Internet of Things (IoT) is expected to change our world considerably. As more humans all across the world are getting Internet access, at the same time, even machines are getting linked to the Internet. As per some estimates, about 5 billion devices are connected to the Internet as of now. This is expected to grow exponentially in the next decade. It might reach up to 50 billion devices in next five years.
These devices will lead to connected cars, connected homes, connected clothing, connected healthcare and more.
Just for the healthcare domain, the IoT market is estimated to reach $117 billion by 2020. This includes wearable devices that allow patients to capture their health data. Further, IoT devices help hospitals to track the medical devices, personnel and patients.
Currently, there are a lot of platforms that are being developed by individual players. These platforms will get more standardized over time so that various IoT devices can work together. Facebook is gearing for this IOT future. It seems to be best placed to win the inevitable platform wars in IoT space.
Currently, users are able to remotely configure and control their machines. For example, users can modify thermostat settings via an application executing on a smartphone or retrieve vehicle diagnostic information using another application executing on the smartphone. However, different applications are associated with different machines, making it inconvenient for a user to remotely configure or control multiple machines.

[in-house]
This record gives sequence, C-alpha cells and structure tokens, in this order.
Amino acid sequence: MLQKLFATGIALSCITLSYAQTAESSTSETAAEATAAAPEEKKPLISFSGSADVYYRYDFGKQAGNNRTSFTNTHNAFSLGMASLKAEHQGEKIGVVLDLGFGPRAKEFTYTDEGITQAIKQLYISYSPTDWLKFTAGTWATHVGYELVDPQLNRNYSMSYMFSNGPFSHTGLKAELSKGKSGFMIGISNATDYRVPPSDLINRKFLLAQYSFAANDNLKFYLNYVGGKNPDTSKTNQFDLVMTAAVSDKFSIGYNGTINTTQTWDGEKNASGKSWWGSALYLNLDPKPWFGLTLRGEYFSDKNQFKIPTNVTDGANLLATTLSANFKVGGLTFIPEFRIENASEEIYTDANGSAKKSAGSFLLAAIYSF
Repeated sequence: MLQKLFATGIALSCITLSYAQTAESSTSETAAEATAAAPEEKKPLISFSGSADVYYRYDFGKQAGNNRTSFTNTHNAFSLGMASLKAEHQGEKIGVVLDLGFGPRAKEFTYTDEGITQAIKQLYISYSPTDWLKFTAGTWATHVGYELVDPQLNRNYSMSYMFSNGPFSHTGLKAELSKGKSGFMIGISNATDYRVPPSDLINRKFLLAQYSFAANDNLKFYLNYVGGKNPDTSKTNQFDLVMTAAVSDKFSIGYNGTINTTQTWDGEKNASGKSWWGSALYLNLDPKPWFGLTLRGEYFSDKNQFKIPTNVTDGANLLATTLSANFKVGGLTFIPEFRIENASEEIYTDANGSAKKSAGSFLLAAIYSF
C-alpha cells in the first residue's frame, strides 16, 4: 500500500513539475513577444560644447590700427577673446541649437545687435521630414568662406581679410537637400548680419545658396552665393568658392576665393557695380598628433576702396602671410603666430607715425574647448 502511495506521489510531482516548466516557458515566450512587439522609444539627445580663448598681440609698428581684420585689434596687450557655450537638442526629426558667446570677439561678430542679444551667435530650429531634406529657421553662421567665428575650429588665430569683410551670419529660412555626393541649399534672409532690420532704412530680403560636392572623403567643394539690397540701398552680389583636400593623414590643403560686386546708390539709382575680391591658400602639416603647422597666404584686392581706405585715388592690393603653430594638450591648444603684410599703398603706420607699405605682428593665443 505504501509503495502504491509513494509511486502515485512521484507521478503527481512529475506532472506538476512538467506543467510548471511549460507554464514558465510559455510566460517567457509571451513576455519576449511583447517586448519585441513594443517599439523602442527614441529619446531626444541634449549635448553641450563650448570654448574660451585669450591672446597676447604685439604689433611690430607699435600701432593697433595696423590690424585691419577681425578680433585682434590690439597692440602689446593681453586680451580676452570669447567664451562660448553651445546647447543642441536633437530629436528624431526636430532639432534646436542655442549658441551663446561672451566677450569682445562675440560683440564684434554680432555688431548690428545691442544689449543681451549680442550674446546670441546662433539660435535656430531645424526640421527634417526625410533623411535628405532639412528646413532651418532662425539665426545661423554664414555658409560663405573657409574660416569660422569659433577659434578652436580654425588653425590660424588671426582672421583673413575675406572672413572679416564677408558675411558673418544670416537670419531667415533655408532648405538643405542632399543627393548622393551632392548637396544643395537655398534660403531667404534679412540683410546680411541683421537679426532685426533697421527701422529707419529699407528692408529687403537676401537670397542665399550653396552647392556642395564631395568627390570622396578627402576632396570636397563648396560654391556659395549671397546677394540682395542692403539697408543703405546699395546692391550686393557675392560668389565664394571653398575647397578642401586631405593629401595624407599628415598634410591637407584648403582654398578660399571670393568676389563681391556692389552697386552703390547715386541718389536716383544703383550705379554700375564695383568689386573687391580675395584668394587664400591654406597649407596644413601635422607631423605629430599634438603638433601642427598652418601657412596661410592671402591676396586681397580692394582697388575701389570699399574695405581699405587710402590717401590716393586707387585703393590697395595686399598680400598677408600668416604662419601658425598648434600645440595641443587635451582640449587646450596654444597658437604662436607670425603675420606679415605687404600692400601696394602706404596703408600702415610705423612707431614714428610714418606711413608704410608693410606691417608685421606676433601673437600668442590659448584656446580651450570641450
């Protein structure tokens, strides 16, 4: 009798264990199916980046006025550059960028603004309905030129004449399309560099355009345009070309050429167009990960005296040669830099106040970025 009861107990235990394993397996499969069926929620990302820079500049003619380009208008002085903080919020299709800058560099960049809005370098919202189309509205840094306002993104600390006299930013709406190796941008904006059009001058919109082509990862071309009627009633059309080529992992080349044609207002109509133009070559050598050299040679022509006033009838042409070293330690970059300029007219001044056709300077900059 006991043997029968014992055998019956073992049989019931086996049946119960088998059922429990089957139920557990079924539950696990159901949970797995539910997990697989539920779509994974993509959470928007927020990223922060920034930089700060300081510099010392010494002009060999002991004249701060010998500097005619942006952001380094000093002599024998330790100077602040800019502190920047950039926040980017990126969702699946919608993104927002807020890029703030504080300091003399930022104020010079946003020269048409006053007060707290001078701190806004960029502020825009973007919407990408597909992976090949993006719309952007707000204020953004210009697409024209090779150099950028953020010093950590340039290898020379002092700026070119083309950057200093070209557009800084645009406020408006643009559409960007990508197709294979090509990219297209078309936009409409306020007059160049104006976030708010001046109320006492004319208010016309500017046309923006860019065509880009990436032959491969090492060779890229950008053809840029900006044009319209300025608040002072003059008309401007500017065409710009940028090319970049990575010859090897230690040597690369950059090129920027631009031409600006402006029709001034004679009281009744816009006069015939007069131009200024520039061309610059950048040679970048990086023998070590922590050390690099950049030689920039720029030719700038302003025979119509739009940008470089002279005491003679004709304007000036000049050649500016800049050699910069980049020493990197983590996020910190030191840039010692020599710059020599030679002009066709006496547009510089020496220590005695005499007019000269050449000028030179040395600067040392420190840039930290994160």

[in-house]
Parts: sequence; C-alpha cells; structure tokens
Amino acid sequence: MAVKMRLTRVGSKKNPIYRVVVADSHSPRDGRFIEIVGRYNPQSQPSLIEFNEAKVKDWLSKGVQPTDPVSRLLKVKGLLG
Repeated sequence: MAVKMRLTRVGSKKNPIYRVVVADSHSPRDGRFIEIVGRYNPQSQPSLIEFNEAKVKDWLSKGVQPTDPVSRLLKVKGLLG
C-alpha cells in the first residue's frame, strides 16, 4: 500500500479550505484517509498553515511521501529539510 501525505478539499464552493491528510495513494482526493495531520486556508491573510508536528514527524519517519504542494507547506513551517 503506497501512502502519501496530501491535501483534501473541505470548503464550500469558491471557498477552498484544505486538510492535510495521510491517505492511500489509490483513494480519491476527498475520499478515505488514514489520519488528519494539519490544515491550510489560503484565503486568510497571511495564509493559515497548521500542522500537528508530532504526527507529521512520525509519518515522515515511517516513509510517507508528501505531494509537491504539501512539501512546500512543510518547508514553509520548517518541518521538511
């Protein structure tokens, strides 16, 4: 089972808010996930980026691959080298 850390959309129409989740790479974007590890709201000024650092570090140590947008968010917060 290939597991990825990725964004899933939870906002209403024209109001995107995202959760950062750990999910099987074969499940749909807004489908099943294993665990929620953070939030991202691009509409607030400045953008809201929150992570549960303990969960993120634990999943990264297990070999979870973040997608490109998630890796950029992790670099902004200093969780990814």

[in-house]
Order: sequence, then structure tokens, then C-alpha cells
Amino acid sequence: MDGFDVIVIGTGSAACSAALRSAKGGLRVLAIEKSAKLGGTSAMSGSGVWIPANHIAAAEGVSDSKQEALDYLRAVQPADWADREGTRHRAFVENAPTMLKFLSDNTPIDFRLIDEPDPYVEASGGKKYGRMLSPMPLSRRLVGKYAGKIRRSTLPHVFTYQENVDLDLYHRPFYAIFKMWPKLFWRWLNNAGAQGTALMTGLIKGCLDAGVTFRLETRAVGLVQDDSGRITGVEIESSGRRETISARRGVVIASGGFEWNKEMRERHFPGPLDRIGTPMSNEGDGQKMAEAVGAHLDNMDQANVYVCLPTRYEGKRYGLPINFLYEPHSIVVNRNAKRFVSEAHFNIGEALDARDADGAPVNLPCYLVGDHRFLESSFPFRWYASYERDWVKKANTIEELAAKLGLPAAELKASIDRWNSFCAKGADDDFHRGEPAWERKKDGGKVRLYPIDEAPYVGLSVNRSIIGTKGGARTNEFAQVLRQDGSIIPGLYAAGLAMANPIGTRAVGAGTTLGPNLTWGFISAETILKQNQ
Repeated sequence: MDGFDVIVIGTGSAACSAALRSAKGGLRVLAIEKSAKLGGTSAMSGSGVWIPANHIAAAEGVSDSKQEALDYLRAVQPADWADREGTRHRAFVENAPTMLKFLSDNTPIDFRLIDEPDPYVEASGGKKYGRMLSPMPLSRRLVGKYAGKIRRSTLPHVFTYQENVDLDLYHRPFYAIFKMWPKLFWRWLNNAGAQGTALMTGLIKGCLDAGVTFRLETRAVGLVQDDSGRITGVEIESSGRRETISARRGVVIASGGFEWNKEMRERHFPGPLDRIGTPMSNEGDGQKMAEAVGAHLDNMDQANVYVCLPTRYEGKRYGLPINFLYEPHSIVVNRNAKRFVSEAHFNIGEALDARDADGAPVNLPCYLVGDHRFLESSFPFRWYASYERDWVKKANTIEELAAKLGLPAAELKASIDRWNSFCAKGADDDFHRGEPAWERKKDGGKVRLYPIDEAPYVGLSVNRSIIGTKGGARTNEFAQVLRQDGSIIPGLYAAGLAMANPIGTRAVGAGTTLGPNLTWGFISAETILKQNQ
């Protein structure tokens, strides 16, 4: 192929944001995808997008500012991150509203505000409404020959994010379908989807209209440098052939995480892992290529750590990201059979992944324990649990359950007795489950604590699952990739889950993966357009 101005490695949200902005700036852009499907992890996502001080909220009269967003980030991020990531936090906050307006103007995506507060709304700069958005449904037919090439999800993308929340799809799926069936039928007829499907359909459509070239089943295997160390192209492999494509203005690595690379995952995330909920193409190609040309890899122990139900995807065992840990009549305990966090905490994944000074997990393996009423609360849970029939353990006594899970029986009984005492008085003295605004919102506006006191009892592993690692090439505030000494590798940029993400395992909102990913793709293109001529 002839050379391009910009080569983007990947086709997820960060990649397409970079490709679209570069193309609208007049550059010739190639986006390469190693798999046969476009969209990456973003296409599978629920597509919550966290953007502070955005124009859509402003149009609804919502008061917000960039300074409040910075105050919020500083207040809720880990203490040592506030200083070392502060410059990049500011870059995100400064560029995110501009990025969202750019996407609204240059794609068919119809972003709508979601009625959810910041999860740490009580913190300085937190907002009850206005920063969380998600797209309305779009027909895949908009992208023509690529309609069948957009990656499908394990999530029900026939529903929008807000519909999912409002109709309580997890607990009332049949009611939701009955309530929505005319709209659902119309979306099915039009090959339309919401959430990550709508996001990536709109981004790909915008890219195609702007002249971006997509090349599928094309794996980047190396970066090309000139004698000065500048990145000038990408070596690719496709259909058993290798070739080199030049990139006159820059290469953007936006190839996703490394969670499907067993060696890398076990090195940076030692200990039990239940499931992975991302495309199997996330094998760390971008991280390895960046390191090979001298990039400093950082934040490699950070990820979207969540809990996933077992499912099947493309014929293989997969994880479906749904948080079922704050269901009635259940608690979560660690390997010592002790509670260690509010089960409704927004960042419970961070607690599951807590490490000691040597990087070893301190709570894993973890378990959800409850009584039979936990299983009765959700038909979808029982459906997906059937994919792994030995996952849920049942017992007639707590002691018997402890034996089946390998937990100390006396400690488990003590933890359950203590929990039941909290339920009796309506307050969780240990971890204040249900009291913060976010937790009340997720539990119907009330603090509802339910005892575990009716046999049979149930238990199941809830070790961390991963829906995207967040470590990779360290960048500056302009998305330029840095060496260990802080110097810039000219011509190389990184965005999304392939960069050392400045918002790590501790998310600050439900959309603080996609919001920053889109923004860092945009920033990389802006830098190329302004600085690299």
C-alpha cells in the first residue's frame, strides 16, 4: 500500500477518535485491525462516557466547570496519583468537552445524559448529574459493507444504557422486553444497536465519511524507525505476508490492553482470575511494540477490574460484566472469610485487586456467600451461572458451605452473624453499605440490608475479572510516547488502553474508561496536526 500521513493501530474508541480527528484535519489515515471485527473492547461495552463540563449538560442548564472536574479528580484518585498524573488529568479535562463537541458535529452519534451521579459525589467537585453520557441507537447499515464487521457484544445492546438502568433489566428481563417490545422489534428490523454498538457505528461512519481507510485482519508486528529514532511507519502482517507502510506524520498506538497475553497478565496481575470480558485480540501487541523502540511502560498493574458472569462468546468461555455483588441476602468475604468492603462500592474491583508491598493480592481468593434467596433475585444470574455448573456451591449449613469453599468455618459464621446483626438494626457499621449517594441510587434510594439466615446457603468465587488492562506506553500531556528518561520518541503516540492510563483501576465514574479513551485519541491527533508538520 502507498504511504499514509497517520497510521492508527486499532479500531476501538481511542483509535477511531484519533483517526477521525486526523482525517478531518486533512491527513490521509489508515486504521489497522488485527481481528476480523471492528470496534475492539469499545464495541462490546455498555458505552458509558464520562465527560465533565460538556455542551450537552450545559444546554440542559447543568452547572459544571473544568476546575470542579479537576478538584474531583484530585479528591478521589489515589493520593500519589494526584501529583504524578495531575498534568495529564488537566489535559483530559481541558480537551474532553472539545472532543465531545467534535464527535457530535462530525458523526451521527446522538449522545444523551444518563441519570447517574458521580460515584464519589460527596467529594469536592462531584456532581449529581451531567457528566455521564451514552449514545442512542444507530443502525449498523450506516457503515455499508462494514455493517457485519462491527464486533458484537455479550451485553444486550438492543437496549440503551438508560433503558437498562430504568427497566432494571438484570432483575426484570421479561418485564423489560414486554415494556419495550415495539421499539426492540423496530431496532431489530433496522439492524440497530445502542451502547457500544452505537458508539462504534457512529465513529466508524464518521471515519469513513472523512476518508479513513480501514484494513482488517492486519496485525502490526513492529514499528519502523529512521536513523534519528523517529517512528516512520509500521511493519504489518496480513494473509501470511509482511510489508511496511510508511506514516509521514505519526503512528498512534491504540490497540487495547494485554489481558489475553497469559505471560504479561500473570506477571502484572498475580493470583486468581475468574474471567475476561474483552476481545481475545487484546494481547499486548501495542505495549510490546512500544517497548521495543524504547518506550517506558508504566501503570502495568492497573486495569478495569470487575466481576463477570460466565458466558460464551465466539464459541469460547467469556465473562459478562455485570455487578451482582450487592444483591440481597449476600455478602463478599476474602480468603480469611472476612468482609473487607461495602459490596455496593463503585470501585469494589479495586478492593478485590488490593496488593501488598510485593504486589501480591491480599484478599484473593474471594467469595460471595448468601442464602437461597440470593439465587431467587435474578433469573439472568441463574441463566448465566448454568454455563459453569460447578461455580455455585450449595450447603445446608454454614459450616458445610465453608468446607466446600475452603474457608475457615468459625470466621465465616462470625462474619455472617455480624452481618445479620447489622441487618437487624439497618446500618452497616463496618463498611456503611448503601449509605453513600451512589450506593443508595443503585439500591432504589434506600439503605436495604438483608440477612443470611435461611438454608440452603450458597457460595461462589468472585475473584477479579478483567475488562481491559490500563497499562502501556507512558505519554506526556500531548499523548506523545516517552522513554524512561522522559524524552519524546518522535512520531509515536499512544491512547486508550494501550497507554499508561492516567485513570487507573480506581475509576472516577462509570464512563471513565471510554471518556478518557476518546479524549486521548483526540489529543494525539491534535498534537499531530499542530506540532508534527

Moreover, these conventional applications for remotely controlling a machine limit control of the machine to a user having an application associated with the machine installed on a smartphone. But a user may benefit if additional users are capable of accessing a machine associated with the user to retrieve information or to perform actions via the machine. Conventional systems require each user accessing a machine to have an application associated with the machine installed on her smartphone, which allows multiple users to control or access the machine but makes it impractical for a user to regulate or limit interactions with the machine other users are authorized to perform.
Facebook plans to change this. Facebook already knows about connections between various users. Now, it will allow users to register their IoT devices with their Facebook accounts. Facebook will then automatically identify the registered machines and maintain a list of users who can control these machines along with their respective permissions. These machines include: a thermostat, an automobile, a drone, a toaster, a computer, a refrigerator, an air conditioner, a robot, a vacuum, an actuator, and a heater. Facebook will be able to directly interact with the registered devices by sending control signals to the devices to perform required actions.
This will allow users to use a single smartphone application (i.e. “Facebook”) to control all IoT devices. Also, users can easily assign rights to other users to their IoT devices via Facebook.
Publication number: US 20160241567
Patent Title: Controlling Operation Of A Machine And Describing Actions Performed By The Machine Through A Social Networking System
Publication date: 18 Aug 2016
Filing date: 19 Nov 2014
Inventors: Scott C. Wiley; Adam Michael Beaton; Alan Dean Olsen;
Original Assignee: Facebook, Inc.